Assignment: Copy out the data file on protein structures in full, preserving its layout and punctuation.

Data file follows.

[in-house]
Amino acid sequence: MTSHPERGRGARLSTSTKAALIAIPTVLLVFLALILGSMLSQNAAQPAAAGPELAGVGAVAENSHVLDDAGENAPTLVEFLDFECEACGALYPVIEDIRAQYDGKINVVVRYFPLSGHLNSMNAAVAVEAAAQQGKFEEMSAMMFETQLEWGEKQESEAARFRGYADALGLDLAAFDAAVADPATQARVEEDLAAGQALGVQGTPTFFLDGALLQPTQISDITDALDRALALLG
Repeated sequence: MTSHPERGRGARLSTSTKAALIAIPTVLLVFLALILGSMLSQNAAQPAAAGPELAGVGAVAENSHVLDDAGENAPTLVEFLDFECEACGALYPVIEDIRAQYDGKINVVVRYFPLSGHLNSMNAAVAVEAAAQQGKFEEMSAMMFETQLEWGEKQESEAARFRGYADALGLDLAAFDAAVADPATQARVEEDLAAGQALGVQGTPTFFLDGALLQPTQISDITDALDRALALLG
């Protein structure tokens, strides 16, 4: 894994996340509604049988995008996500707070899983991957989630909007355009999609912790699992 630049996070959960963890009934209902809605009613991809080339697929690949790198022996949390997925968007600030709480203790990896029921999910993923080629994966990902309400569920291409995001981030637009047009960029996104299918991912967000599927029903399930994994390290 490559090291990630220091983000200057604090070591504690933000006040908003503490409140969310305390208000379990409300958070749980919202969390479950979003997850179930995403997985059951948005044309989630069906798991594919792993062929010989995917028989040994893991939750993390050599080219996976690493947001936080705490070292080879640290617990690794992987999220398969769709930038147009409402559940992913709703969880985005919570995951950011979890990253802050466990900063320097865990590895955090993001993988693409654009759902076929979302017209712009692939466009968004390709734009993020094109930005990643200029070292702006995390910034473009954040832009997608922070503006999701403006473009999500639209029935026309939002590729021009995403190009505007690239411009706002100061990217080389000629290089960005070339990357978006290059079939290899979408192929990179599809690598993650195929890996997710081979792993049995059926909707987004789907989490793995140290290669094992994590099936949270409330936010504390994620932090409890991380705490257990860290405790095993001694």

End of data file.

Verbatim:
[in-house]
Amino acid sequence: MTSHPERGRGARLSTSTKAALIAIPTVLLVFLALILGSMLSQNAAQPAAAGPELAGVGAVAENSHVLDDAGENAPTLVEFLDFECEACGALYPVIEDIRAQYDGKINVVVRYFPLSGHLNSMNAAVAVEAAAQQGKFEEMSAMMFETQLEWGEKQESEAARFRGYADALGLDLAAFDAAVADPATQARVEEDLAAGQALGVQGTPTFFLDGALLQPTQISDITDALDRALALLG
Repeated sequence: MTSHPERGRGARLSTSTKAALIAIPTVLLVFLALILGSMLSQNAAQPAAAGPELAGVGAVAENSHVLDDAGENAPTLVEFLDFECEACGALYPVIEDIRAQYDGKINVVVRYFPLSGHLNSMNAAVAVEAAAQQGKFEEMSAMMFETQLEWGEKQESEAARFRGYADALGLDLAAFDAAVADPATQARVEEDLAAGQALGVQGTPTFFLDGALLQPTQISDITDALDRALALLG
């Protein structure tokens, strides 16, 4: 894994996340509604049988995008996500707070899983991957989630909007355009999609912790699992 630049996070959960963890009934209902809605009613991809080339697929690949790198022996949390997925968007600030709480203790990896029921999910993923080629994966990902309400569920291409995001981030637009047009960029996104299918991912967000599927029903399930994994390290 490559090291990630220091983000200057604090070591504690933000006040908003503490409140969310305390208000379990409300958070749980919202969390479950979003997850179930995403997985059951948005044309989630069906798991594919792993062929010989995917028989040994893991939750993390050599080219996976690493947001936080705490070292080879640290617990690794992987999220398969769709930038147009409402559940992913709703969880985005919570995951950011979890990253802050466990900063320097865990590895955090993001993988693409654009759902076929979302017209712009692939466009968004390709734009993020094109930005990643200029070292702006995390910034473009954040832009997608922070503006999701403006473009999500639209029935026309939002590729021009995403190009505007690239411009706002100061990217080389000629290089960005070339990357978006290059079939290899979408192929990179599809690598993650195929890996997710081979792993049995059926909707987004789907989490793995140290290669094992994590099936949270409330936010504390994620932090409890991380705490257990860290405790095993001694």